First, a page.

Weather Research and Forecasting Model Workload Evaluation on IBM Cloud

3 min read

This post provides an example of how the IBM Spectrum LSF offering on IBM Cloud can be used for hosting weather research and forecasting HPC workloads.

High performance computing (HPC) workloads can use the IBM Spectrum LSF scheduling software on a cluster of compute nodes, which they can easily deploy on IBM Cloud using the IBM Spectrum LSF offering. In this blog post, we provide a summary of the results from an evaluation of a set of benchmark runs on IBM Cloud using the Weather Research and Forecasting (WRF) Model workload. For more detailed technical information about the evaluation, see the related white paper here.

The WRF Model

The WRF Model is a mesoscale numerical weather prediction system. The model is widely used for meteorological applications. The model’s scale of resolution can range from tens of meters to hundreds of kilometers. For this evaluation, we chose the Continental United States (CONUS) at 2.5km lateral resolution. This is representative of the current state-of-the-art for deterministic forecast models, making it an interesting test case for cloud computing. 

Environment characteristics

The Spectrum LSF offering on IBM Cloud was used to create all of the necessary resources and to configure the HPC cluster for evaluating the WRF workload. Spectrum LSF makes use of virtual private cloud (VPC) infrastructure services, including IBM Cloud Schematics and Terraform capabilities. The basic elements of the cluster are illustrated in Figure 1. There is a jump host (login system), one or more LSF master nodes, one NFS server node for storage and a dynamically variable number of LSF worker nodes. Once the base cluster was created, the WRF model software and its dependencies were installed, configured and compiled on the LSF master system. 

The Spectrum LSF auto-scaling Resource Connector (RC) feature was used to dynamically provision worker nodes for the WRF model calculations and then de-provision them once the workload runs were completed and the nodes were idle:

Figure 1. Spectrum LSF cluster components.

Figure 1. Spectrum LSF cluster components.

WRF benchmark run results

For weather forecast models, the simulation speed-up provides a useful figure of merit. This is the ratio of the forward integration time in forecast-hours to the actual elapsed time required to complete the job. A simulation speed-up factor of ~24x or greater is desirable because that would allow hourly updates for the next day’s weather forecast, and a speed-up factor of ~48x — which provides a two-day forecast — is excellent.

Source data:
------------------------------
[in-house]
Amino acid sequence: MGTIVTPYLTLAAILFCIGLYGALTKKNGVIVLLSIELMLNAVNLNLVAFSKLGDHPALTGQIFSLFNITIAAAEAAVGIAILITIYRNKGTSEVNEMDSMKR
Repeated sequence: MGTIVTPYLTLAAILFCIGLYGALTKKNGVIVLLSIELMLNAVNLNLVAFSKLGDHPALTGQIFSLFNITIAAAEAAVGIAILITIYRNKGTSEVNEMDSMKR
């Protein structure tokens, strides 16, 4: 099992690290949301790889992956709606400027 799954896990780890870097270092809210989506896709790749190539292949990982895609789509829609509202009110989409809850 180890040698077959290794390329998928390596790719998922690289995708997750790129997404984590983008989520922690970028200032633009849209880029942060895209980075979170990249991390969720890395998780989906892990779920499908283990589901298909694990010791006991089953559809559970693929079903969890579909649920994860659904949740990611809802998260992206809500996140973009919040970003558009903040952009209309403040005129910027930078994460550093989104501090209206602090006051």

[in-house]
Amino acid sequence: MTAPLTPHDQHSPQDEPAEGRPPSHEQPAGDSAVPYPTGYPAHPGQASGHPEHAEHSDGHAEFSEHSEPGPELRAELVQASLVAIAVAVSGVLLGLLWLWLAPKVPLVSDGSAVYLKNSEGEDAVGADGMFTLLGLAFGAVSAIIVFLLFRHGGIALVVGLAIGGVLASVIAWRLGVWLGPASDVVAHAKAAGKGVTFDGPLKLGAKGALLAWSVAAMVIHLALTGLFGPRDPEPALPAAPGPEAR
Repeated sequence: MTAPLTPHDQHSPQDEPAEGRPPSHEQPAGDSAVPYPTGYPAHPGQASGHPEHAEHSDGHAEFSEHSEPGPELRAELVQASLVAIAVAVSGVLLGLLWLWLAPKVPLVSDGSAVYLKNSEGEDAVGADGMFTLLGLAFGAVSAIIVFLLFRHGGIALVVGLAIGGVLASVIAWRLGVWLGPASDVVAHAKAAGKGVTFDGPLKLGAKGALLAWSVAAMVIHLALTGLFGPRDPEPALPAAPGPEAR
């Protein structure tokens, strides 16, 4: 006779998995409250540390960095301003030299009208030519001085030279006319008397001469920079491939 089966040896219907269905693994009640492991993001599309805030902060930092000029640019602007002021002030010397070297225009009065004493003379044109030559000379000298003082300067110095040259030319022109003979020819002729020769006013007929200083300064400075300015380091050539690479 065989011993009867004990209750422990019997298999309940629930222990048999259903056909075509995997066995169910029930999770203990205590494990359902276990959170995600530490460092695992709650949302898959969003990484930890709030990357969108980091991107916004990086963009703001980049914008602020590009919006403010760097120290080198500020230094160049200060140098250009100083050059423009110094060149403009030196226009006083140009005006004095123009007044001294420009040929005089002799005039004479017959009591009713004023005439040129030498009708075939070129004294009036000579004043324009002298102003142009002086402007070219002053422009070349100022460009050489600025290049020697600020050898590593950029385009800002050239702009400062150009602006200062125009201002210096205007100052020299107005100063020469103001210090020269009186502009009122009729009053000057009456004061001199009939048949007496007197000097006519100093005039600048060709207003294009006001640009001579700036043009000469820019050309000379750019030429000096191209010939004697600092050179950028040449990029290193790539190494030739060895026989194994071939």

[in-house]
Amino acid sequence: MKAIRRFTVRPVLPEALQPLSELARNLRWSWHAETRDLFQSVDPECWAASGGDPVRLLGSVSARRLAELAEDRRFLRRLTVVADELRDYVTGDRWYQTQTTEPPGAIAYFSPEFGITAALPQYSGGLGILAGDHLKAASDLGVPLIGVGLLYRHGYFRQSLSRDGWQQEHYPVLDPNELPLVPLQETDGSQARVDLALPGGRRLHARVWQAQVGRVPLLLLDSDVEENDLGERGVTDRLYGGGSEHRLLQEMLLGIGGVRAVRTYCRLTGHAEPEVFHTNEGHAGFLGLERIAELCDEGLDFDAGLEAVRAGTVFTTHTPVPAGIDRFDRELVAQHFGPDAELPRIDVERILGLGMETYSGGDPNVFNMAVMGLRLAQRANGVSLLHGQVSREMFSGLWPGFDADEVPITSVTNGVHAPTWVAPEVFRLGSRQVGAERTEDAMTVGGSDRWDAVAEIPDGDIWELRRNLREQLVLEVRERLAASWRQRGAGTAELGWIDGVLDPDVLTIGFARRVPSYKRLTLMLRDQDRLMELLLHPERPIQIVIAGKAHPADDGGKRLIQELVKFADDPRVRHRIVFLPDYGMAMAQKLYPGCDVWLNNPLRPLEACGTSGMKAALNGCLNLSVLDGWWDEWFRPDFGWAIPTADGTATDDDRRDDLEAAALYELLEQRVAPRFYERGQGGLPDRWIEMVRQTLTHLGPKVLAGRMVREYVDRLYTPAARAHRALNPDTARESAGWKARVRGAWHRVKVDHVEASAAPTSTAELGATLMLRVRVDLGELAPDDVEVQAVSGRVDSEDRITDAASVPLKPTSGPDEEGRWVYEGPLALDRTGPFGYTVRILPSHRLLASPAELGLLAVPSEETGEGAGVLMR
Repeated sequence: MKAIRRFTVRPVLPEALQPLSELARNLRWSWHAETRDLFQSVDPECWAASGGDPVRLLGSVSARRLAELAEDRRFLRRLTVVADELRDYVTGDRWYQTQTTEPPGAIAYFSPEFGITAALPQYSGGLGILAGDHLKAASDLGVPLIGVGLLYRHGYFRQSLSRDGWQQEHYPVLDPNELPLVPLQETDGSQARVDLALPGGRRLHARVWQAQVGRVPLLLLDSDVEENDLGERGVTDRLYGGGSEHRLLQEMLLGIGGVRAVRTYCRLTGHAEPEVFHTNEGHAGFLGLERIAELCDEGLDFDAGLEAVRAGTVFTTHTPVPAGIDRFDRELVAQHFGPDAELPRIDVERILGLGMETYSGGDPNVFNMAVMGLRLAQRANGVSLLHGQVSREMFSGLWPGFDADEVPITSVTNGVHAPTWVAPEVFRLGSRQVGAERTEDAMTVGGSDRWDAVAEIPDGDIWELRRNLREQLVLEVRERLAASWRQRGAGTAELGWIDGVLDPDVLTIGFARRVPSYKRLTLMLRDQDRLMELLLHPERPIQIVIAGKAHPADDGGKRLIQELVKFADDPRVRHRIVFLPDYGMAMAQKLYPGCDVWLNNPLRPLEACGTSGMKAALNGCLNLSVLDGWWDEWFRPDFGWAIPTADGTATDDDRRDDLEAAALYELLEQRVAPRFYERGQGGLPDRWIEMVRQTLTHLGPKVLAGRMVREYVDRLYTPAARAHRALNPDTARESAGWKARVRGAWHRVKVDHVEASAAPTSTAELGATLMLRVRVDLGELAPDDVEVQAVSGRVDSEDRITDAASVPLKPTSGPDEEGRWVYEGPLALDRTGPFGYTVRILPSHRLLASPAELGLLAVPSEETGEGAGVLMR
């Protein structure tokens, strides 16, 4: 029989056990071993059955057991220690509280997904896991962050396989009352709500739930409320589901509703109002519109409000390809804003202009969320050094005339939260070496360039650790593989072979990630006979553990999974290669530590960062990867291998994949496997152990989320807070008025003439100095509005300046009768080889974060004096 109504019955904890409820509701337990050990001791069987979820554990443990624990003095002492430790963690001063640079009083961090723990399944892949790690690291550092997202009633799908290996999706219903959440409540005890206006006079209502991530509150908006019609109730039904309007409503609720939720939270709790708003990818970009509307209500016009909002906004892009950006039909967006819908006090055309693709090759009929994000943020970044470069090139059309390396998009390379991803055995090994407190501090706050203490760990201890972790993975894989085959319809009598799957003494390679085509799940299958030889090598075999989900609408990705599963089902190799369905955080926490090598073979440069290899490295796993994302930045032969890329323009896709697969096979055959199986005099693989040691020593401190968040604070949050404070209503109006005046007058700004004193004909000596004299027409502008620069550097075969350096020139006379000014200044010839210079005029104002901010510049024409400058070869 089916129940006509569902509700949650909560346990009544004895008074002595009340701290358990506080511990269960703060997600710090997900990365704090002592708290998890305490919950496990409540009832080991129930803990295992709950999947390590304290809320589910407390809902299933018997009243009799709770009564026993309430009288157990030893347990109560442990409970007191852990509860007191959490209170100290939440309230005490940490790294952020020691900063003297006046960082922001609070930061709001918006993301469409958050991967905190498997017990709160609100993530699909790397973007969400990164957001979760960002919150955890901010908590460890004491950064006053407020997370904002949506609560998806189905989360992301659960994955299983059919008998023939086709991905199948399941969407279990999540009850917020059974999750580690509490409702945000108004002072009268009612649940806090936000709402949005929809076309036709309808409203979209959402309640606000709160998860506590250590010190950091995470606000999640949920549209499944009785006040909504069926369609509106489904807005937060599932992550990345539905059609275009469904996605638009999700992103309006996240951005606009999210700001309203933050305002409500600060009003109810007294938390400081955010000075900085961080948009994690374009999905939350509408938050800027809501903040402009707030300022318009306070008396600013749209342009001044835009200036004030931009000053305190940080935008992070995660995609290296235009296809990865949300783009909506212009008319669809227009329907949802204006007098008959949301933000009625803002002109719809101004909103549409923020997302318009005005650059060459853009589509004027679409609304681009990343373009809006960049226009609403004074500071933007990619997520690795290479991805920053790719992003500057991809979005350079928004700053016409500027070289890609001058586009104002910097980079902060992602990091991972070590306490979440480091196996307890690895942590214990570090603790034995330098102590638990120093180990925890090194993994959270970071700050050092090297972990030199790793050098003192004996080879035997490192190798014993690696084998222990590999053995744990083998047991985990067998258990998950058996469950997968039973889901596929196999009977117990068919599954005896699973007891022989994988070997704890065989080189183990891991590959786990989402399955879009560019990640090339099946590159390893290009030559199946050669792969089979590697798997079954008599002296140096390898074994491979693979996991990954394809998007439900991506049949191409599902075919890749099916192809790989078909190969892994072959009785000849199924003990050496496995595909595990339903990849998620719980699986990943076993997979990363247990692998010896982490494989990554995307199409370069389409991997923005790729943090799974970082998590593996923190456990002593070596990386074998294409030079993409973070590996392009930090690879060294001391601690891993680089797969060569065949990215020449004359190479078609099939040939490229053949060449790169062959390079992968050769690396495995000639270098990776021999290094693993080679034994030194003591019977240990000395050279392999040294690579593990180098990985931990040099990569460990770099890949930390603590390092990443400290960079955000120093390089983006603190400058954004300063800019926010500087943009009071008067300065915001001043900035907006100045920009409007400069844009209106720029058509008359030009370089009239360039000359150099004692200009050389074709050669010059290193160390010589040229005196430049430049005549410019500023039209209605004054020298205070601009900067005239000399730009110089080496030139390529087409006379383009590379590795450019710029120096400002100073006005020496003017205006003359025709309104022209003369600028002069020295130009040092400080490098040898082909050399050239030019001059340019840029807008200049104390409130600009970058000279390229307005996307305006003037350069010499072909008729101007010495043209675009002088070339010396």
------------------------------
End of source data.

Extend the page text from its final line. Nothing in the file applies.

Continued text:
WRF was used to carry out a 12-hour forecast for the continental US at 2.5km lateral resolution. The simulation speed-up factor was calculated by taking the 15 second time-step and dividing it by the average elapsed time per time-step for the 12-hour forecast. The speed-up factor indicates how many forecast hours can be computed in one wall-clock hour. 

The speed-up scaling curve is shown in the following graph:

Figure 2. WRF model simulation speed-up curve.

Figure 2. WRF model simulation speed-up curve.

Within one wall-clock hour, a 24-hour forecast can be completed using 100 nodes (1600 vCPUs), a 36-hour forecast can be completed using 135 nodes (2160 vCPUs) and a 48-hour forecast can be completed using 198 nodes (3168 vCPUs). 

Starting from a cluster with just the LSF master node, with no statically allocated worker nodes, it typically took two to three minutes to allocate and provision the worker nodes required for each job, spanning a range of 33 to 198 worker nodes. 

Summary of the WRF workload evaluation

The IBM Cloud environment deployed using the Spectrum LSF offering provided good performance and scalability for the WRF weather model covering the continental US at 2.5 km lateral resolution. A 48-hour forecast can be completed in one elapsed hour using a cluster consisting of 198 cx2-16x32 IBM Cloud virtual server instances (VSIs). All 198 VSIs were provisioned and configured in the LSF cluster in under three minutes. This demonstrates that IBM Cloud has the performance and scalability for high resolution production weather forecasting.

By leveraging the auto-scaling capabilities of the Spectrum LSF offering and the fast provisioning performance of IBM Cloud VSIs, HPC cluster setup is simple and efficient, and operational costs can be minimized by paying only for compute resources when they are needed.

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